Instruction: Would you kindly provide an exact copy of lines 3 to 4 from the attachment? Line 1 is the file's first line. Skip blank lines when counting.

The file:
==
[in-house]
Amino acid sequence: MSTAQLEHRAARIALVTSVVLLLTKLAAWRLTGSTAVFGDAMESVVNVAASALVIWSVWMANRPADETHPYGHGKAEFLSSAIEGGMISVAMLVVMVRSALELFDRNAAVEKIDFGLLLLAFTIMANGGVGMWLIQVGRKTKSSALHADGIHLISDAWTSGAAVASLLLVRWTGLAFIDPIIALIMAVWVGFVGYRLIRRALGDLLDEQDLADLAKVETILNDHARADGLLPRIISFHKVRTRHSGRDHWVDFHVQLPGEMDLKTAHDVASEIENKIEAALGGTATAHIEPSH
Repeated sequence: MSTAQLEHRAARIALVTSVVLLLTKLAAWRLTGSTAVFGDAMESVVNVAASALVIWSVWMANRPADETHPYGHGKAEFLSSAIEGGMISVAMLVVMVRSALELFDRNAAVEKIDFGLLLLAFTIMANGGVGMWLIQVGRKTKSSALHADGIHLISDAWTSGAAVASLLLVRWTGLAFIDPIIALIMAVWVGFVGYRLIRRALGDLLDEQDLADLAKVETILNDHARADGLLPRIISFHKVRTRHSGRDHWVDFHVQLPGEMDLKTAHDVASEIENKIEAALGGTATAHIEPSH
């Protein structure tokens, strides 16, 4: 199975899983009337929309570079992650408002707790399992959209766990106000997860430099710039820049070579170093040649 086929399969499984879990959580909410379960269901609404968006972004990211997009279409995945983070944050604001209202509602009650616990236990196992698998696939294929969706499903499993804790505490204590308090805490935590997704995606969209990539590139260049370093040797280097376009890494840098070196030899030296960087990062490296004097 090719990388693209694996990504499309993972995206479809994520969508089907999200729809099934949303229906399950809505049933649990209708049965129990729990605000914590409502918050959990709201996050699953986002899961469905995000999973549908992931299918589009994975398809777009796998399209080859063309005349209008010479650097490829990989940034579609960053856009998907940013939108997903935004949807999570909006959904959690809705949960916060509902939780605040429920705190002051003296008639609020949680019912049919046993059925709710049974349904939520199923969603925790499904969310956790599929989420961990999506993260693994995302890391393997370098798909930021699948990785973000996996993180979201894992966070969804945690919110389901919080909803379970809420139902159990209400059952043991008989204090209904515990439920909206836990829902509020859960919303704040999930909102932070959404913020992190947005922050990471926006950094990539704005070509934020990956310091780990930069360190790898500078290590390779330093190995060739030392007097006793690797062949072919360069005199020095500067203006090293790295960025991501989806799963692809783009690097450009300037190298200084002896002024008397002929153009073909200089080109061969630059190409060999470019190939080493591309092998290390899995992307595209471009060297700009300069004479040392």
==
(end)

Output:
Repeated sequence: MSTAQLEHRAARIALVTSVVLLLTKLAAWRLTGSTAVFGDAMESVVNVAASALVIWSVWMANRPADETHPYGHGKAEFLSSAIEGGMISVAMLVVMVRSALELFDRNAAVEKIDFGLLLLAFTIMANGGVGMWLIQVGRKTKSSALHADGIHLISDAWTSGAAVASLLLVRWTGLAFIDPIIALIMAVWVGFVGYRLIRRALGDLLDEQDLADLAKVETILNDHARADGLLPRIISFHKVRTRHSGRDHWVDFHVQLPGEMDLKTAHDVASEIENKIEAALGGTATAHIEPSH
């Protein structure tokens, strides 16, 4: 199975899983009337929309570079992650408002707790399992959209766990106000997860430099710039820049070579170093040649 086929399969499984879990959580909410379960269901609404968006972004990211997009279409995945983070944050604001209202509602009650616990236990196992698998696939294929969706499903499993804790505490204590308090805490935590997704995606969209990539590139260049370093040797280097376009890494840098070196030899030296960087990062490296004097 090719990388693209694996990504499309993972995206479809994520969508089907999200729809099934949303229906399950809505049933649990209708049965129990729990605000914590409502918050959990709201996050699953986002899961469905995000999973549908992931299918589009994975398809777009796998399209080859063309005349209008010479650097490829990989940034579609960053856009998907940013939108997903935004949807999570909006959904959690809705949960916060509902939780605040429920705190002051003296008639609020949680019912049919046993059925709710049974349904939520199923969603925790499904969310956790599929989420961990999506993260693994995302890391393997370098798909930021699948990785973000996996993180979201894992966070969804945690919110389901919080909803379970809420139902159990209400059952043991008989204090209904515990439920909206836990829902509020859960919303704040999930909102932070959404913020992190947005922050990471926006950094990539704005070509934020990956310091780990930069360190790898500078290590390779330093190995060739030392007097006793690797062949072919360069005199020095500067203006090293790295960025991501989806799963692809783009690097450009300037190298200084002896002024008397002929153009073909200089080109061969630059190409060999470019190939080493591309092998290390899995992307595209471009060297700009300069004479040392």